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posted by Fnord666 on Sunday February 23 2020, @05:33PM   Printer-friendly
from the how-it-works-is-up-in-the-air dept.

How Does Starlink Work Anyway?:

No matter what you think of Elon Musk, it's hard to deny that he takes the dictum "There's no such thing as bad publicity" to heart. From hurling sports cars into orbit to solar-powered roof destroyers, there's little that Mr. Musk can't turn into a net positive for at least one of his many ventures, not to mention his image.

Elon may have gotten in over his head, though. His plan to use his SpaceX rockets to fill the sky with thousands of satellites dedicated to providing cheap Internet access ran afoul of the astronomy community, which has decried the impact of the Starlink satellites on observations, both in the optical wavelengths and further down the spectrum in the radio bands. And that's with only a tiny fraction of the planned constellation deployed; once fully built-out, they fear Starlink will ruin Earth-based observation forever.

What exactly the final Starlink constellation will look like and what impact it would have on observations depend greatly on the degree to which it can withstand regulatory efforts and market forces. Assuming it does survive and gets built out into a system that more or less resembles the current plan, what exactly will Starlink do? And more importantly, how will it accomplish its stated goals?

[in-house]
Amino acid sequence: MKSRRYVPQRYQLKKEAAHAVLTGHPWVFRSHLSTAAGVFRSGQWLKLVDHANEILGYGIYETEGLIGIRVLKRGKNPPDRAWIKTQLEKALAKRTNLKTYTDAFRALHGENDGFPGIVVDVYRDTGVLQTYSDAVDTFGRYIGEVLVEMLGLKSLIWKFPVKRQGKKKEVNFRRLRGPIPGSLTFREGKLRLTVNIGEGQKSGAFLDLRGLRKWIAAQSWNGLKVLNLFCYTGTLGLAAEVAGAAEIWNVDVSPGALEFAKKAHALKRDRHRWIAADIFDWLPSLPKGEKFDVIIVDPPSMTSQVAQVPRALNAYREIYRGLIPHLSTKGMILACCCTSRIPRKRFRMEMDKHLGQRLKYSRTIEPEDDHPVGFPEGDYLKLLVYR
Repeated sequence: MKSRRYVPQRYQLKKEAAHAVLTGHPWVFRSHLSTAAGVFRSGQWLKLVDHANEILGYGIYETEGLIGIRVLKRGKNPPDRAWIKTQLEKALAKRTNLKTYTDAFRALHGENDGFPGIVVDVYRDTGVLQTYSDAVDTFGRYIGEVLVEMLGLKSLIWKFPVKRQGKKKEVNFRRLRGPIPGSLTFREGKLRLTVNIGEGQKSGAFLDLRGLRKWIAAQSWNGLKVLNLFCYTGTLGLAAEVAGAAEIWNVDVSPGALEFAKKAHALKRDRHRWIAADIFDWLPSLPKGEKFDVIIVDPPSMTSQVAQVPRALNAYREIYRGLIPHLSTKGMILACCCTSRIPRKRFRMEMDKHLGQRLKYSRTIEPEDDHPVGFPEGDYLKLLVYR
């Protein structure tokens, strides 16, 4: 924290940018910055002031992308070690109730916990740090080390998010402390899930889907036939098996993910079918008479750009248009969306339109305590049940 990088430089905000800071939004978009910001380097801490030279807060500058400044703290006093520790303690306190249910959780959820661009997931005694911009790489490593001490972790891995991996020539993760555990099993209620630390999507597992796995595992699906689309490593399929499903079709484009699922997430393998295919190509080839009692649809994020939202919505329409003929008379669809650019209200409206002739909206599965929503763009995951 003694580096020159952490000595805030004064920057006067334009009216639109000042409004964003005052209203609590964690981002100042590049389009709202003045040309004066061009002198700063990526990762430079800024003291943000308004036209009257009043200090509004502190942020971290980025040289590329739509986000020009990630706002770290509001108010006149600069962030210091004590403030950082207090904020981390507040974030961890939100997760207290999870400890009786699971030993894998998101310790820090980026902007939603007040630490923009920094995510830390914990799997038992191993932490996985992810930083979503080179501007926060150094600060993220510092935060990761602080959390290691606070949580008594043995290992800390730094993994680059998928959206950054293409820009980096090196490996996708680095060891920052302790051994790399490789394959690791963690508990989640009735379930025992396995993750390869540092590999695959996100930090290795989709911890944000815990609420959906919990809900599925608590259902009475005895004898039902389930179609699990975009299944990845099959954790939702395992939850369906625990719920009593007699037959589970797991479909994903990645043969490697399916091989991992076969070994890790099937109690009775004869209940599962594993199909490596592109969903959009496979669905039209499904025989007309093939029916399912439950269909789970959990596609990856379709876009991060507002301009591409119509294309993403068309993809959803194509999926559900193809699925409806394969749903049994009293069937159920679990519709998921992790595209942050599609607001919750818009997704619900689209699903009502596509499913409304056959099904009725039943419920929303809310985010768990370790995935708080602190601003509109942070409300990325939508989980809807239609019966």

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  • (Score: 0) by Anonymous Coward on Monday February 24 2020, @02:23AM

    by Anonymous Coward on Monday February 24 2020, @02:23AM (#961673)

    That was almost definitely not a Starlink. Here [] is a link where you can sign up to SpotTheStation - it's for the ISS. The ISS is flying quite a lot higher than the Starlinks and so its perceived velocity would be lower. It's also about the size of a football field rather than a whatever the StarLink sats are - probably a square meter or two, if that?

    The point of this is that it should be way brighter, and way slower than a Starlink - and it's *definitely* not what you'd call a "bright spot just hanging there." Maybe a Chinese lantern? As they reach higher altitudes they start to seem to stand still until they gradually fade from distance (or burn out) and could look somewhat similar to what you're describing, especially if it had an orangish glow.